Sen. Scott Brown's revelation of physical and sexual abuse can help others

In a book and '60 Minutes' interview, Sen. Scott Brown says he has 'knit back stronger' after being abused as a boy.

Why did Sen. Scott Brown (R) of Massachusetts take so long to reveal a big secret from his childhood?

After all, he had done nothing wrong. What he has disclosed, decades after the fact, was that he was a victim of physical and sexual abuse.

Why did he wait? As a boy, he says, he was afraid his abusers would harm him if he spoke up. “If you tell anybody, you know, I’ll kill ya. You know, I will make sure that – that no one believes you,” his abuser warned him, Senator Brown explains in an interview on the CBS television program “60 Minutes” that will air this Sunday.

And later as an adult? “You’re embarrassed. You’re hurt,” the senator says. Abuse victims may feel needless shame or a sense that they will be seen as weak if they reveal what happened.

But now in a memoir (“Against All Odds”) he says he wants to inspire others to overcome similar obstacles and to have the kind of success that he has enjoyed.

Brown made an impressive debut on the national political stage in January 2010 when he won a special election to replace the late Edward M. Kennedy. The affable, pickup-truck-driving family man from the Boston suburbs won election easily as a Republican in a heavily Democratic state. He became an instant news media star.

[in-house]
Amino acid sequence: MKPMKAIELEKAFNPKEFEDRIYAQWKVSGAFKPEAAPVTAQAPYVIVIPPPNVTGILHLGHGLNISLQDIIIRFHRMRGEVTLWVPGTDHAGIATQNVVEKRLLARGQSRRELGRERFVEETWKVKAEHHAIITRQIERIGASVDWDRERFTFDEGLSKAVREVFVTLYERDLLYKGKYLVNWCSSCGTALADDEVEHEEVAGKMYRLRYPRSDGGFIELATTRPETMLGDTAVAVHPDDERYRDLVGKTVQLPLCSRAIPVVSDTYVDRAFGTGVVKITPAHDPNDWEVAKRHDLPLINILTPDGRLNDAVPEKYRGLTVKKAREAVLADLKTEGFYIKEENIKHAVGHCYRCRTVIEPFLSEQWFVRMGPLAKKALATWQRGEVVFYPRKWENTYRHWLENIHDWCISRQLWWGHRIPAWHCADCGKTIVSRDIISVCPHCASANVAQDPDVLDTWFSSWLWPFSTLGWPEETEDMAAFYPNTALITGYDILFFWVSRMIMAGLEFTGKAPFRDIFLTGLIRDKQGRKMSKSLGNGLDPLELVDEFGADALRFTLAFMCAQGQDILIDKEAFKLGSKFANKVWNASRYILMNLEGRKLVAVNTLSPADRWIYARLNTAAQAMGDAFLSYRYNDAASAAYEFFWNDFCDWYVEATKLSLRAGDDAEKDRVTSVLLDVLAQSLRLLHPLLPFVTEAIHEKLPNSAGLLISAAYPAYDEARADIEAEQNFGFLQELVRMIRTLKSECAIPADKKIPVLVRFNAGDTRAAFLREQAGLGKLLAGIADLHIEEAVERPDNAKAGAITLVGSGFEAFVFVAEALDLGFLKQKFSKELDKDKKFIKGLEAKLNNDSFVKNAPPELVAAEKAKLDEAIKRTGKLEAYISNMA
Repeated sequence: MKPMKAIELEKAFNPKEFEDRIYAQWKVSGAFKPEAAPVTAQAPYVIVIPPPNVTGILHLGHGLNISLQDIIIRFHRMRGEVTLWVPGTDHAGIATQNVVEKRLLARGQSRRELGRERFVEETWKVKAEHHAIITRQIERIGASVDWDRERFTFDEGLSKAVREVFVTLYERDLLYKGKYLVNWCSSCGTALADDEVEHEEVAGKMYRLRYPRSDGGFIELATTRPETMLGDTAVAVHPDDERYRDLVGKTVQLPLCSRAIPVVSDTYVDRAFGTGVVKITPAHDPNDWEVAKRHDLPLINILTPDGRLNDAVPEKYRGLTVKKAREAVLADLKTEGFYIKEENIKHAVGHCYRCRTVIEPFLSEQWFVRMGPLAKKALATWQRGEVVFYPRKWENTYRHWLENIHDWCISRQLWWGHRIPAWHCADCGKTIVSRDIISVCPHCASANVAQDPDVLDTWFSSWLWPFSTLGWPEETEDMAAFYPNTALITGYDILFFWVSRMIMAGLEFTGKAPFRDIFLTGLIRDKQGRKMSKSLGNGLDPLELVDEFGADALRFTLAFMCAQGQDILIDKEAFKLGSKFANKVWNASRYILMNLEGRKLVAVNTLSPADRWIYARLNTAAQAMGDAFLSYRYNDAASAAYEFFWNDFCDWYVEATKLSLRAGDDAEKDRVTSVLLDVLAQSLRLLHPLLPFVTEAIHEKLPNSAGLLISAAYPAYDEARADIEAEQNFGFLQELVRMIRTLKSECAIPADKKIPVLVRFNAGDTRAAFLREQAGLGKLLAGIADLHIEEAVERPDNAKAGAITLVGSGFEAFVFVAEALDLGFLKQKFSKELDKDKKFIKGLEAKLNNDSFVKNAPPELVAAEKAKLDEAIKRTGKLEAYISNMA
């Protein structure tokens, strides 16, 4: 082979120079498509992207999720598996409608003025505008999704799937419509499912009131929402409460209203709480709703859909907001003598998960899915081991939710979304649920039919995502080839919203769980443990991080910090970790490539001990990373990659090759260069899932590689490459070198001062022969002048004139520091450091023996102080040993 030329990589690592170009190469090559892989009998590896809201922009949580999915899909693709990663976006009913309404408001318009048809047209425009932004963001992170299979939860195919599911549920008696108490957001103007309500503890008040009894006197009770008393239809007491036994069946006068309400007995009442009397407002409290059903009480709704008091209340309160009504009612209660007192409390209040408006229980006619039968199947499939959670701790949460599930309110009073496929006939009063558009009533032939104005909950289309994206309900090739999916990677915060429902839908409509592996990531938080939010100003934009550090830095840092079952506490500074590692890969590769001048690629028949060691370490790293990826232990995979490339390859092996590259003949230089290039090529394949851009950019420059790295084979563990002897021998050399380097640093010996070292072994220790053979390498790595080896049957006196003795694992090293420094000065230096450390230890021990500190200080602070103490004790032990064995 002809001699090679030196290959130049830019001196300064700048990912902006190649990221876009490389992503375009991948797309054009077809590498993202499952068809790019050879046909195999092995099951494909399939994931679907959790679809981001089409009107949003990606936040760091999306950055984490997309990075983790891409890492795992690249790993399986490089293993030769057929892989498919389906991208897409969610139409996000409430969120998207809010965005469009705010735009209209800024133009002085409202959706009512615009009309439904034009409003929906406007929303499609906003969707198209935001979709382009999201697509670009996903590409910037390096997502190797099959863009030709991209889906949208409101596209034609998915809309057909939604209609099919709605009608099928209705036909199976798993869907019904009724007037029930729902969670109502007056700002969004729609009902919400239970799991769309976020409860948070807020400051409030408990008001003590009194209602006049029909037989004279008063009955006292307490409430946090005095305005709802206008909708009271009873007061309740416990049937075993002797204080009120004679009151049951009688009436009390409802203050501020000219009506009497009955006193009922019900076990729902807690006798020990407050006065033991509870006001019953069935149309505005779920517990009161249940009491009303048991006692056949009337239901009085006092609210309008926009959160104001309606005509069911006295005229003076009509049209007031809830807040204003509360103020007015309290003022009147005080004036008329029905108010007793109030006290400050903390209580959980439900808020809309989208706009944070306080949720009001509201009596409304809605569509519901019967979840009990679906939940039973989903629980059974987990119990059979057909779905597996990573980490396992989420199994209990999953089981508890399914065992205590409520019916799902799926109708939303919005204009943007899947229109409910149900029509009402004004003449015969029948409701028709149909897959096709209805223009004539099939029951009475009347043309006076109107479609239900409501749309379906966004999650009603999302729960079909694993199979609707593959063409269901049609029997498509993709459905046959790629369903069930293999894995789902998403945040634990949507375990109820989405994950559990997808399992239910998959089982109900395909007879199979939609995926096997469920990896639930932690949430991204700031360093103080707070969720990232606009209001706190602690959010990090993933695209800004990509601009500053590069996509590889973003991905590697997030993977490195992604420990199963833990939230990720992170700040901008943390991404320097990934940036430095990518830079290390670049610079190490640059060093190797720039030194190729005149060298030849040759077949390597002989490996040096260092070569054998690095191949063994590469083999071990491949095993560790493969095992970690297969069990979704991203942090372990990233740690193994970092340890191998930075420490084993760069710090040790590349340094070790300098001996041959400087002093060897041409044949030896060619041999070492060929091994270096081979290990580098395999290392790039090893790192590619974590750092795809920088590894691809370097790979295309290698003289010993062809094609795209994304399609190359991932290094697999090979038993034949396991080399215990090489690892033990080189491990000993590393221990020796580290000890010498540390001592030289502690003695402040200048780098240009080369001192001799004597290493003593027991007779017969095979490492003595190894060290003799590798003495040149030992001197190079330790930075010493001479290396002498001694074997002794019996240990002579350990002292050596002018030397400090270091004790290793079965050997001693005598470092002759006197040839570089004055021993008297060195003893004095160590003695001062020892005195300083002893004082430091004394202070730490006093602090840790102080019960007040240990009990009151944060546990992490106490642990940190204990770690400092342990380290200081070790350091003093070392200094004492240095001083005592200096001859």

But like most people, he hadn’t really coasted through a Teflon-smooth life. His book recounts “savage” beatings by a drunken stepfather and being sexually molested by a summer camp counselor.

In an age when personal lives are quickly laid bare in the media, perhaps Brown couldn’t have kept his secret (which even his mother and wife did not know about) forever. Long gone are the days when President Franklin Roosevelt was able to keep his physical challenges (and his wheelchair) unknown to most of the public, lest he be viewed as unfit to serve.

By publishing his book Brown was able to choose the time and ways of telling his story.

Though politicians regularly decide to confess to moral shortcomings, Brown’s case is different. He was a victim, not a wrongdoer. He may be the first national politician to admit to having been abused.

Child advocates are rightly applauding his revelation, hoping it will encourage others that suffer abuse to find courage, hope, perhaps even the ability to forgive.

Such suffering can lead to a higher purpose. “Like a fractured bone, I have knit back stronger in the broken places,” Brown writes in his book.

Those words should encourage others who may be working to move past their own troubling experiences.

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